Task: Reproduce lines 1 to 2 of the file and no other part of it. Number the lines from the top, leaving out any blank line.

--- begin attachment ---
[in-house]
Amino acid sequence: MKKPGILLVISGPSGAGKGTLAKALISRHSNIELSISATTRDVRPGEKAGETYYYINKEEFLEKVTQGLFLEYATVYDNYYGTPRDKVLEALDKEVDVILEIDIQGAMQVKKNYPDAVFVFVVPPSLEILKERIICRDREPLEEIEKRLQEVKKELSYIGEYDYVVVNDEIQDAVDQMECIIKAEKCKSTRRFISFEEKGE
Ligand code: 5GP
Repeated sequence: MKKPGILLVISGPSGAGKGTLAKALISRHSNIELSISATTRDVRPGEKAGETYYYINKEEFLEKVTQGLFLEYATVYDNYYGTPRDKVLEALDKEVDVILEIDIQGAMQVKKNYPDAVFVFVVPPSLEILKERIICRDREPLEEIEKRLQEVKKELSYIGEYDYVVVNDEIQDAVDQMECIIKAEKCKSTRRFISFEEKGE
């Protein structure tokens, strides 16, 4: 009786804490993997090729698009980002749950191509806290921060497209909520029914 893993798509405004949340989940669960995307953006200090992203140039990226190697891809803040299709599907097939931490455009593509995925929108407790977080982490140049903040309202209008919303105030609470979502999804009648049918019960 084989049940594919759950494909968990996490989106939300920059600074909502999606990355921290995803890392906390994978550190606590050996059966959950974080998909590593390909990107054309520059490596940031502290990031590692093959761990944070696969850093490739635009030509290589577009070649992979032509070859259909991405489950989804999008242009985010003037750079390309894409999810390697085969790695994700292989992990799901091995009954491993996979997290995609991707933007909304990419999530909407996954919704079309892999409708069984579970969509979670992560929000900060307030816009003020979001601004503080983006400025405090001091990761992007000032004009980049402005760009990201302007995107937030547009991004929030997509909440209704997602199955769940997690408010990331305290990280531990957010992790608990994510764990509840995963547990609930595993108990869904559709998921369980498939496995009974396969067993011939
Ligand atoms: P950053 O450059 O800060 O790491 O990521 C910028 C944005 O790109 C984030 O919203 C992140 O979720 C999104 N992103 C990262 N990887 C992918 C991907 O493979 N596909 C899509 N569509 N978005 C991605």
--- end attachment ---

[in-house]
Amino acid sequence: MKKPGILLVISGPSGAGKGTLAKALISRHSNIELSISATTRDVRPGEKAGETYYYINKEEFLEKVTQGLFLEYATVYDNYYGTPRDKVLEALDKEVDVILEIDIQGAMQVKKNYPDAVFVFVVPPSLEILKERIICRDREPLEEIEKRLQEVKKELSYIGEYDYVVVNDEIQDAVDQMECIIKAEKCKSTRRFISFEEKGE